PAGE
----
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Bob Sloan, Writer


Bob Sloan Bob Sloan and friends

Bob Sloan is that rare contemporary writer who is not a product of a university MFA program, but whose work is nonetheless attracting serious attention nationally. He has extensive experience in various careers, from construction to social work, and spent a number of years in the military before settling down in Morehead.

Bob has published short fiction in numerous quarterlies and magazines, including Appalachian Heritage, Limestone, and Carve. His poetry has appeared in Wind, Kentucky Poetry Review, Misnomer, and other collections. In 2000, his public radio commentaries were recognized with a PRNDI award from the National Professional Association of Public Radio News Directors. National Public Radio’s national Morning Edition program began featuring his work in 2001.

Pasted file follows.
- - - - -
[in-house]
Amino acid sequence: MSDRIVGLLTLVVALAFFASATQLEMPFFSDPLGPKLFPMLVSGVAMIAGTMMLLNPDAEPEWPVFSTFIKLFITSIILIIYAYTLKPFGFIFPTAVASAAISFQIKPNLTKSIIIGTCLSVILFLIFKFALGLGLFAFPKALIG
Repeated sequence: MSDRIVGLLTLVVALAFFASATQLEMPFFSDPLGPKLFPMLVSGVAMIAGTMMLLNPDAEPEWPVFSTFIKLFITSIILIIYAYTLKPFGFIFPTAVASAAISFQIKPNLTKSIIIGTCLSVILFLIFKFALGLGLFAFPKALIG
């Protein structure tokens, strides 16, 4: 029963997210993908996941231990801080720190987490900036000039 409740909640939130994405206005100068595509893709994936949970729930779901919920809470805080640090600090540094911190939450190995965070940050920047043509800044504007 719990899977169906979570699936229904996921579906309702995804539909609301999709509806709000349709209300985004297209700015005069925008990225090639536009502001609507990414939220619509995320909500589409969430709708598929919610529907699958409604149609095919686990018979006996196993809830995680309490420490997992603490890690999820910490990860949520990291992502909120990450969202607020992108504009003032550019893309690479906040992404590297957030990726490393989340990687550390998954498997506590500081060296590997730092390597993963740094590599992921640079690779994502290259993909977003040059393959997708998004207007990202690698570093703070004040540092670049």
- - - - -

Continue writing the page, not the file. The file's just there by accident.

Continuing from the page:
That same year, Bob was the Gold Medalist in the essay division of the William Faulkner Creative Writing Competition, sponsored by the Faulkner Society of New Orleans. 2003 was also a great year for Bob, as Wind Publishing issued 15 samples of his short fiction under the title Bearskin to Holly Fork: Stories from Appalachia. The book was nominated for the Weatherford Award, the Kentucky Literary Award, and the Appalachian Writers Association’s Book of the Year award (and named the October 2005 selection for bookclub@ket). In addition, Bob has written and narrated audio books and is a contributing columnist for the Lexington Herald-Leader.


Program 708

Writers Dianne Aprile and Amelia Blossom Pegram introduce the Jazz and the Spoken Word project at Louisville’s Jazz Factory, Cynthia Changaris shares her passion for storytelling, and Morehead author Bob Sloan reads from his works while accompanied by the fiddle and banjo. (#708)

Program 722

Writers Dianne Aprile and Amelia Blossom Pegram introduce the Jazz and the Spoken Word project at Louisville’s Jazz Factory, Cynthia Changaris shares her passion for storytelling, and Morehead author Bob Sloan reads from his works while accompanied by the fiddle and banjo. (#722)





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